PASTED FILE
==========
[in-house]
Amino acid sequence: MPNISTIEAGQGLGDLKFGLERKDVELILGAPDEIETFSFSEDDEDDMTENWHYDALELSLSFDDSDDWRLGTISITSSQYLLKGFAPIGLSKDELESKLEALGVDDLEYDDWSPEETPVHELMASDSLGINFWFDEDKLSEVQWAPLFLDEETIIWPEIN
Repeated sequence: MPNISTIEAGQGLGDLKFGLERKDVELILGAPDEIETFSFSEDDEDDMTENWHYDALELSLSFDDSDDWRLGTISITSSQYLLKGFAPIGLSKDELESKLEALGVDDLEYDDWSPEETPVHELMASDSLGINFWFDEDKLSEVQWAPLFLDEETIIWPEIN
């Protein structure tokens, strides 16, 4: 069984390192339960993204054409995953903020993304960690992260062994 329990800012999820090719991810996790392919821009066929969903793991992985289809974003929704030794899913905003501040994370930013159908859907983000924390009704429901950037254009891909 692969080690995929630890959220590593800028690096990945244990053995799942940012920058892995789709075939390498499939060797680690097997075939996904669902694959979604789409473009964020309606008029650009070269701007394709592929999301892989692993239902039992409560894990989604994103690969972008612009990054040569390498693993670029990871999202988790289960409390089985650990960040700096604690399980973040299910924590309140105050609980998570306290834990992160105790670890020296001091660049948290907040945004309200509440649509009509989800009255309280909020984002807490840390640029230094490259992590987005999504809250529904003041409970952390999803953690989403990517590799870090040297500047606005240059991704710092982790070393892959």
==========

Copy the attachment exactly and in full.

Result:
[in-house]
Amino acid sequence: MPNISTIEAGQGLGDLKFGLERKDVELILGAPDEIETFSFSEDDEDDMTENWHYDALELSLSFDDSDDWRLGTISITSSQYLLKGFAPIGLSKDELESKLEALGVDDLEYDDWSPEETPVHELMASDSLGINFWFDEDKLSEVQWAPLFLDEETIIWPEIN
Repeated sequence: MPNISTIEAGQGLGDLKFGLERKDVELILGAPDEIETFSFSEDDEDDMTENWHYDALELSLSFDDSDDWRLGTISITSSQYLLKGFAPIGLSKDELESKLEALGVDDLEYDDWSPEETPVHELMASDSLGINFWFDEDKLSEVQWAPLFLDEETIIWPEIN
């Protein structure tokens, strides 16, 4: 069984390192339960993204054409995953903020993304960690992260062994 329990800012999820090719991810996790392919821009066929969903793991992985289809974003929704030794899913905003501040994370930013159908859907983000924390009704429901950037254009891909 692969080690995929630890959220590593800028690096990945244990053995799942940012920058892995789709075939390498499939060797680690097997075939996904669902694959979604789409473009964020309606008029650009070269701007394709592929999301892989692993239902039992409560894990989604994103690969972008612009990054040569390498693993670029990871999202988790289960409390089985650990960040700096604690399980973040299910924590309140105050609980998570306290834990992160105790670890020296001091660049948290907040945004309200509440649509009509989800009255309280909020984002807490840390640029230094490259992590987005999504809250529904003041409970952390999803953690989403990517590799870090040297500047606005240059991704710092982790070393892959």